Yalda Moaiery has traveled to some of the most dangerous countries in the world in her 23-year career. She photographed the wars in Afghanistan and Iraq and has covered conflict and natural disasters from Pakistan to Somalia.
But it was while photographing protests in her home country of Iran last September that Moaiery was arrested, beaten and sent to prison.
The 41-year-old journalist was released on bail in December and is now awaiting a summons to start serving her sentence: a six-year prison term on anti-state charges, followed by a two-year ban from using social media and leaving the country and a three-year ban from practicing journalism.
Despite that, Moaiery has continued to work. Her fearlessness and tenacity have earned her this year’s International Women’s Media Foundation, or IWMF, Wallis Annenberg Justice for Women Journalists Award.
Established in 2021, the award recognizes imprisoned women journalists who have demonstrated courage under extreme threat. That’s something Elisa Lees Muñoz, executive director of the IWMF, says Moaiery exemplifies.
“She is the epitome of an incredibly courageous woman journalist,” Muñoz told VOA. “And how ironic that it’s in her own country, covering her community, that she is not only thrown in jail but also beaten and reporting on what is happening to her while she is being driven off to prison.”
Top jailer of journalists
Moaiery is one of at least 95 journalists imprisoned in Iran since last September, according to media rights groups. Many were arrested for covering the protests that erupted after the death of Mahsa Amini, a young Kurdish woman who died while in police custody.
At least 24 of those were women, making Iran the top jailer of both journalists and women journalists in the world.
As Moaiery said in a written statement shared with VOA, “I am receiving this award while the job of journalist has disappeared in my country.”
“We feel really strongly that these journalists are not getting the attention that they deserve because it is being subsumed as part of this general protest where hundreds of women are being targeted,” Muñoz told VOA. “And we feel that the distinction here is absolutely critical — that these women are being targeted because of their work and because they’re women, not necessarily because they are participating in part of a public protest.”
Also of concern, said Muñoz, are accounts of women “in Iranian prisons being sexually assaulted.”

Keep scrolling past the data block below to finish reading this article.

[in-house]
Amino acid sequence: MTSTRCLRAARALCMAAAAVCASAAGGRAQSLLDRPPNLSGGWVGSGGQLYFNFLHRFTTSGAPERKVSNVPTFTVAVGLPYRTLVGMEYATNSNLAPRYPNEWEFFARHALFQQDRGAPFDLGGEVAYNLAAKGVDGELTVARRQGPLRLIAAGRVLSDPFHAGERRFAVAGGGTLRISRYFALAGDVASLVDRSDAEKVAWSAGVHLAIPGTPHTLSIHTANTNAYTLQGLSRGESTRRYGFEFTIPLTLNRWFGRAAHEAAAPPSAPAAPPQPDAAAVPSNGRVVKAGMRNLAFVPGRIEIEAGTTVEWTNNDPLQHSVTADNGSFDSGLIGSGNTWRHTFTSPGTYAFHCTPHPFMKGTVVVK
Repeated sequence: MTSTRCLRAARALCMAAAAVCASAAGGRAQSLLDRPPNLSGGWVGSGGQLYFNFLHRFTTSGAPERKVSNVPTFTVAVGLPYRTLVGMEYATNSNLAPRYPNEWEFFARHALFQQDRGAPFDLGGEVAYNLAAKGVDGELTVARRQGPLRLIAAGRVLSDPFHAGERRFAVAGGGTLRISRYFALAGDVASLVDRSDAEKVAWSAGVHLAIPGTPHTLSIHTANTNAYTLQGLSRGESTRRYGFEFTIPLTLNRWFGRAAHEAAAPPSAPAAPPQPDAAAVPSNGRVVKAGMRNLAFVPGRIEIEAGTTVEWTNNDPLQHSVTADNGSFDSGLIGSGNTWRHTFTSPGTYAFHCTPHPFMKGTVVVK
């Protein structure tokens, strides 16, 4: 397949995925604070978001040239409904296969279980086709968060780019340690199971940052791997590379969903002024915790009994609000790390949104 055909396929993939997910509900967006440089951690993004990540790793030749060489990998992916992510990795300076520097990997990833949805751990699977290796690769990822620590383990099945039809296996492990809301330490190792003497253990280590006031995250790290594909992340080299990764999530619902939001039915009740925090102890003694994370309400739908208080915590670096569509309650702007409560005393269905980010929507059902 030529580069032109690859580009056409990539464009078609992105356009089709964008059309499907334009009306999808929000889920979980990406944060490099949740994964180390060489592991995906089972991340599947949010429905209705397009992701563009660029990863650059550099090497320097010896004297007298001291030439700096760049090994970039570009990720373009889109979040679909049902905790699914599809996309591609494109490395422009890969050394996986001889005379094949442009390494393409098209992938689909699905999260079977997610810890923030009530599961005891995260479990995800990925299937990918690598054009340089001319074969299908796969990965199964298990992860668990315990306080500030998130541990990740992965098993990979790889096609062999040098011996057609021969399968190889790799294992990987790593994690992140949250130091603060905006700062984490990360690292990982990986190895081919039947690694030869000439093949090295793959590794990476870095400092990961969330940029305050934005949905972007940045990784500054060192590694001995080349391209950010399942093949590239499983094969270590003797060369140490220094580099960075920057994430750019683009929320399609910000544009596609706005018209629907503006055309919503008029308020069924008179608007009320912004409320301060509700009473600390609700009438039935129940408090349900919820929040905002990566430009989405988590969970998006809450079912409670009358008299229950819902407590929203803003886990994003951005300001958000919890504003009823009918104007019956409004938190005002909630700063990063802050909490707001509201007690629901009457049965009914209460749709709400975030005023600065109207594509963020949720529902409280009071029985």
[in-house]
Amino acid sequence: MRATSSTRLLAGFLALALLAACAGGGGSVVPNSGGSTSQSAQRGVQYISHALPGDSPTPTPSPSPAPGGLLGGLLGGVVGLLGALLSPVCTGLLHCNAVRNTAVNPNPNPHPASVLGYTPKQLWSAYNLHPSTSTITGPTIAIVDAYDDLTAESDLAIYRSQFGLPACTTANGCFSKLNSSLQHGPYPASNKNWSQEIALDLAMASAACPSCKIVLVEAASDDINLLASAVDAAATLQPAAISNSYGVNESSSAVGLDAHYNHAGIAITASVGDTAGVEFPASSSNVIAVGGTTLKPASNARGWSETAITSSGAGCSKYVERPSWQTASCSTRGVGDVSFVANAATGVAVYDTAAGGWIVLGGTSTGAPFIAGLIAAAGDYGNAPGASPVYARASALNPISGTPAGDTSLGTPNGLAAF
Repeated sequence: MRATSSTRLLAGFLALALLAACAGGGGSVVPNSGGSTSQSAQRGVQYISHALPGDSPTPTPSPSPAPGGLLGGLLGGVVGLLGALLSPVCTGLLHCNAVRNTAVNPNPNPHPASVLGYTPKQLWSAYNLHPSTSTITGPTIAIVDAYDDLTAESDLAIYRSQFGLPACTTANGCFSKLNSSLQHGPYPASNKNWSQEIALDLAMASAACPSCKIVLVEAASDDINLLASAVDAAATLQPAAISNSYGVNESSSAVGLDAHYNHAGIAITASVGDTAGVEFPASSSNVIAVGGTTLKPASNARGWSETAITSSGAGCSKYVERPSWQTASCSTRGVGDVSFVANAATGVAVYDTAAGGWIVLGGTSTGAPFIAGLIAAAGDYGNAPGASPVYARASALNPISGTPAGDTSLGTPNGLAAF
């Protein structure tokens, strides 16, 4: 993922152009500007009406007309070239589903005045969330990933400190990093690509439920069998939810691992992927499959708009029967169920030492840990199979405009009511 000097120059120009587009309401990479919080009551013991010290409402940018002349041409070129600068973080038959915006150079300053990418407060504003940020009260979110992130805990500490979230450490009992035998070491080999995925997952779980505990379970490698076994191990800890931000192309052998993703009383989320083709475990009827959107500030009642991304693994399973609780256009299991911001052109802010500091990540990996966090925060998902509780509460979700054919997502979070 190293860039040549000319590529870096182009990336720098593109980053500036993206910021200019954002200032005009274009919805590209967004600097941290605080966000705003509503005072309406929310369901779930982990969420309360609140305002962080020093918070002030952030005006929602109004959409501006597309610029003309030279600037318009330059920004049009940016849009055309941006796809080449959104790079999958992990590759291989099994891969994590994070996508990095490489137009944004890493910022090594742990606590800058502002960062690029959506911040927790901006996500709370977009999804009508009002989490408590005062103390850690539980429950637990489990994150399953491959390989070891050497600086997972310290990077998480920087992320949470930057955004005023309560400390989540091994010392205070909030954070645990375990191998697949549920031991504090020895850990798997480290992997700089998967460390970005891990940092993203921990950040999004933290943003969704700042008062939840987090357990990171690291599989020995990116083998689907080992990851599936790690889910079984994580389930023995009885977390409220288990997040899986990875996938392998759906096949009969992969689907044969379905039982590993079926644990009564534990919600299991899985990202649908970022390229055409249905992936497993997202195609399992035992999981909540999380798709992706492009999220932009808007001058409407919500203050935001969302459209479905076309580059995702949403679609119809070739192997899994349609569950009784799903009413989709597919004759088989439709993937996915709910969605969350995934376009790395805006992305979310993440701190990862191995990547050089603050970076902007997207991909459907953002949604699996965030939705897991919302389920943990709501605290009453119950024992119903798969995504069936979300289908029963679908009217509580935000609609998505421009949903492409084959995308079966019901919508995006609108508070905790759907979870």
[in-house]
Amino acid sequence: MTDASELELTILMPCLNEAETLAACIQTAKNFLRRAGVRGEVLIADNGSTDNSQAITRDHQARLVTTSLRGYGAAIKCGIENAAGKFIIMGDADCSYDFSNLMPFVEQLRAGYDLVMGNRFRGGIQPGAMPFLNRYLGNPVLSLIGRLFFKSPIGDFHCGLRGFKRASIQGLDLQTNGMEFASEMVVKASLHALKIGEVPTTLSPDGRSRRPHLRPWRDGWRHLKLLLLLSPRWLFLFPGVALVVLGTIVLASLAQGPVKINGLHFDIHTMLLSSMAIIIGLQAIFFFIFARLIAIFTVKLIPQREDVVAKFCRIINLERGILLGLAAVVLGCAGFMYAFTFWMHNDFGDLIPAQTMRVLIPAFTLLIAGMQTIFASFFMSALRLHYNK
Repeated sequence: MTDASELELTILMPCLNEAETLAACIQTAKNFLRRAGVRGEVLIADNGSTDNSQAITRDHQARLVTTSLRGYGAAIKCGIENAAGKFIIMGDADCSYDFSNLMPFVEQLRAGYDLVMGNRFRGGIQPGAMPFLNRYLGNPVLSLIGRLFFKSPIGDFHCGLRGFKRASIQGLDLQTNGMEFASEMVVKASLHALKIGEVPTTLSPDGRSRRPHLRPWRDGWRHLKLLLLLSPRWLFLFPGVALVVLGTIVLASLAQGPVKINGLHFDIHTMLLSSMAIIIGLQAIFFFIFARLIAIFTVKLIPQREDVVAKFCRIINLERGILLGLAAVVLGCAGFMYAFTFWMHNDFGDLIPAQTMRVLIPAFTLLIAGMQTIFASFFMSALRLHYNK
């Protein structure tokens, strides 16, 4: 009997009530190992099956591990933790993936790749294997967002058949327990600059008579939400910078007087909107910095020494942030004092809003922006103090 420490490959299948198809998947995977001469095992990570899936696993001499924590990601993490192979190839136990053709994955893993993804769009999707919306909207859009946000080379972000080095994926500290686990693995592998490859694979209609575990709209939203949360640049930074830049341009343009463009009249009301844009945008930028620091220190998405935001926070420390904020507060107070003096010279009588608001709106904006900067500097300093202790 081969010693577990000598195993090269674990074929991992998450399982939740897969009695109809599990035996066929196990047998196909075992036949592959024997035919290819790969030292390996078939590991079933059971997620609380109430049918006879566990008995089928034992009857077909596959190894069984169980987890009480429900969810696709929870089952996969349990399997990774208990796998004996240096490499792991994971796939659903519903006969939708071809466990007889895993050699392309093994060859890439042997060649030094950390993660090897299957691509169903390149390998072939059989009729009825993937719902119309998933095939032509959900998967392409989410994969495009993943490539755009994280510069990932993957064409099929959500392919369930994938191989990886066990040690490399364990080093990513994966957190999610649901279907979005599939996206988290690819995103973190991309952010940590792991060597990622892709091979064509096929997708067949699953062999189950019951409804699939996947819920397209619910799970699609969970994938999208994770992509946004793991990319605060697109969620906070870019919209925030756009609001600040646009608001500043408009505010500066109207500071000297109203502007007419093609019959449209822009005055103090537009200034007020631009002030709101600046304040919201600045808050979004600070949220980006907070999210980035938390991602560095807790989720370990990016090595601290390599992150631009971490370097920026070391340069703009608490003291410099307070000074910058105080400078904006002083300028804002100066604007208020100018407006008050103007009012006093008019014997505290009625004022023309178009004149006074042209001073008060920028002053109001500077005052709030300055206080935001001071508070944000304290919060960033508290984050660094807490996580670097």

“They’re also being beaten. They’re also being tortured in other ways that, of course, we have heard [that] men experience, but there is always that added element that has to do with their gender,” Muñoz told VOA.
Iran’s mission at the United Nations did not respond to VOA’s emailed request for comment.
Crackdown on dissent
Media coverage of the protest movement may have lessened in recent months, but the protests are still taking place, even if on a smaller scale, said Yeganeh Rezaian, a senior researcher at the New York-based Committee to Protect Journalists, or CPJ.
And authorities are still arresting journalists and putting others on trial. Just this week, Niloofar Hamedi and Elahe Mohammadi, who were among the first to be arrested for their coverage of Amini’s case, appeared before a Tehran court for a second trial. They have already spent more than 300 days in prison.
Adding to the pressures, many of those released on bail are banned from working in media while they await summons to begin their sentence. With no means of making a living and uncertainty about when they will be taken to prison, many must rely on friends and family for support.
“Everyone has been kept in darkness and uncertainty,” said Rezaian.
Iran has long used harsh treatment to send a message to its critics. Doing so, she said, is “meant to send an alarm to everyone else that this is going to be your destiny if you keep doing what you’re doing or if you do similar things like your other colleagues.”
But journalists like Moaiery refuse to be silenced.
Rezaian, who knows Moaiery from her time living and working as a journalist in Iran, refers to her friend and colleague as “fearless and very fierce.”
She cites Moaiery’s work not only in war zones, but also at home in Iran, documenting young women’s struggles with mandatory hijab, and always being one of the first to cover nationwide protests.
“She was arrested in the very first week of [the 2022] protests, which shows how much she was willing to risk,” Rezaian told VOA. “And this is not the first time that her perseverance got her into the hands of the officials because she has done this many, many times for the good of the country and the women and the stories that she covers.”
While Rezaian is grateful that Moaiery has received recognition for her courage, she hopes the award will bring attention to the dozens of other journalists and the many women who are struggling under the Iranian regime.
Moaiery echoed Rezaian’s sentiments.
“Journalists are threatened and arrested every moment, and two of our colleagues are still in prison for more than 300 days,” she wrote in a statement shared with VOA.
“Apart from the problems and issues of a journalism job, as women every day we are facing the violation of civil rights and the risk of being arrested for [not] wearing a voluntary hijab.”
She added, “Receiving such award for me and other Iranian women means that our voices are heard.”